State to test school water for lead

A Nevada elementary school student takes a drink from a school fountain.

A Nevada elementary school student takes a drink from a school fountain.

In the wake of national issues involving lead in drinking water, the Nevada Division of Environmental Protection secured U.S. Environmental Protection Agency grant funding to begin a voluntary testing program for Nevada elementary schools. Grant funding will cover laboratory analytical costs to initiate drinking water sampling in all 408 Nevada public schools (including public charter schools) with a Kindergarten or Pre-K program. In the event that an old drinking water fountain or old culinary fixture is contributing lead to school drinking water, the grant also provides funding for replacement of fixtures until the funds are depleted.

“Nevada’s naturally hard water helps prevent a lead problem in many areas and overall compliance with the lead action level is excellent,” said Division of Environmental Protection Deputy Administrator Jennifer Carr. “However, old plumbing and fixtures can potentially contribute lead and copper to drinking water. This funding will help our schools gather important information about their drinking water.”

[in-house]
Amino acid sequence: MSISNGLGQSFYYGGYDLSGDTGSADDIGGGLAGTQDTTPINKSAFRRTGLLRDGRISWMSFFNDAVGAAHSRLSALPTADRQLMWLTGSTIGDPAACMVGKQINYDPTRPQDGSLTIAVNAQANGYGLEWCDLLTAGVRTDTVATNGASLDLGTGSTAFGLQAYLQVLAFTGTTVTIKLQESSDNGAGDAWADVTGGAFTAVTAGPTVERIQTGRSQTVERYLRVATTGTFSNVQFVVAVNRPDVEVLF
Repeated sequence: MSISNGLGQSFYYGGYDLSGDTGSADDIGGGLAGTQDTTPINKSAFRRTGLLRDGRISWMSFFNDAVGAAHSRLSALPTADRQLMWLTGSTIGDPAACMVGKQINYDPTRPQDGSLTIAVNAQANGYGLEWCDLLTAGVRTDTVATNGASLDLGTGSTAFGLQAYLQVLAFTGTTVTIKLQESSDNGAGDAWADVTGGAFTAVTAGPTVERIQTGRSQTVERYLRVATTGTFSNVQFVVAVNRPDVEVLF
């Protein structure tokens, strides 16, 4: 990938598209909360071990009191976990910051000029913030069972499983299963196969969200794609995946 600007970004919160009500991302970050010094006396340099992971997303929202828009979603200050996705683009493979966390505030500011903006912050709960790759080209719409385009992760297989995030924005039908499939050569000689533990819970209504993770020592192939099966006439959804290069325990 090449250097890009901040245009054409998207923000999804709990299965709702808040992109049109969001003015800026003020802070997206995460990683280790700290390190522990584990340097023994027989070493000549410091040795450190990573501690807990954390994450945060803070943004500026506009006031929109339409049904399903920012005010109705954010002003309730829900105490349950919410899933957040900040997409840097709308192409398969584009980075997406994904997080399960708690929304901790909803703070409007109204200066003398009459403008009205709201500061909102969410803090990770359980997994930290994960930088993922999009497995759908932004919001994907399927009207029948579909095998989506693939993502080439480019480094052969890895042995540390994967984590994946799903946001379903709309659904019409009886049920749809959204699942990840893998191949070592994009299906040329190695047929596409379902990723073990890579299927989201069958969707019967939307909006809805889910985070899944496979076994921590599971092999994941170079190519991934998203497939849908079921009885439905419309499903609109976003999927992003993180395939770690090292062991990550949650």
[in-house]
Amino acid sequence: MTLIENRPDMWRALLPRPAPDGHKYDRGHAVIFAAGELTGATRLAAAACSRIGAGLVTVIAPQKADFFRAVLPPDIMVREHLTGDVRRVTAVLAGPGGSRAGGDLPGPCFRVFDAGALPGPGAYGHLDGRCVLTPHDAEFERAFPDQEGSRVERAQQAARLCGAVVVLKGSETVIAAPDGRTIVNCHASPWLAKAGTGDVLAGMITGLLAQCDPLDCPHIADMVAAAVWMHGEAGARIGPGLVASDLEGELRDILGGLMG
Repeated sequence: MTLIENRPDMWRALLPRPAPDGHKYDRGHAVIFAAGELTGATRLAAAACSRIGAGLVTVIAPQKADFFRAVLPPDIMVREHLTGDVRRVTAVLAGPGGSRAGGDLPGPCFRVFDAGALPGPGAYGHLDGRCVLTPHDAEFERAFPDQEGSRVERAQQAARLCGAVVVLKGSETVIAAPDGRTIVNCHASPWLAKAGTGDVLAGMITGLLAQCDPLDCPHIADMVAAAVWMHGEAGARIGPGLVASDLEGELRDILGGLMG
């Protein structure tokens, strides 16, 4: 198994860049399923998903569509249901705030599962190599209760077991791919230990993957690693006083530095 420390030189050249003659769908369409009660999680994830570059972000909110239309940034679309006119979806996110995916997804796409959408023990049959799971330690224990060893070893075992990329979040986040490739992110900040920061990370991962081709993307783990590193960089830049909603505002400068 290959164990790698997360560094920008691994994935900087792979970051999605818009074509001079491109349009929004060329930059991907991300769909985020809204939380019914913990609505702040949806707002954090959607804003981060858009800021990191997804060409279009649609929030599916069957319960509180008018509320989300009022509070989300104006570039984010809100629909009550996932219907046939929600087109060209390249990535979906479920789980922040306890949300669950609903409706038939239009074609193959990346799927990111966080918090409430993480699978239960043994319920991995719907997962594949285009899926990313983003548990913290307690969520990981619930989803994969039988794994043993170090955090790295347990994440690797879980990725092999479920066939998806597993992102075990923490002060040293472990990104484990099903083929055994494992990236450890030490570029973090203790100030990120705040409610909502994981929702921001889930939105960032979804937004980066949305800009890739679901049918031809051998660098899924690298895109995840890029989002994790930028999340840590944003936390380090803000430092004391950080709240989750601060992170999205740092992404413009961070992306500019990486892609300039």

Tests conducted at Lyon County’s Dayton Elementary School this fall showed that all samples taken from water fountains and fixtures had lead and copper levels that were not detectable, or were well below the NDEP action levels for drinking water. In the coming months, the NDEP will reach out to each school district to discuss the details of the program and seek participation.

For more information about lead in Nevada’s drinking water and compliance data for public water systems, visit


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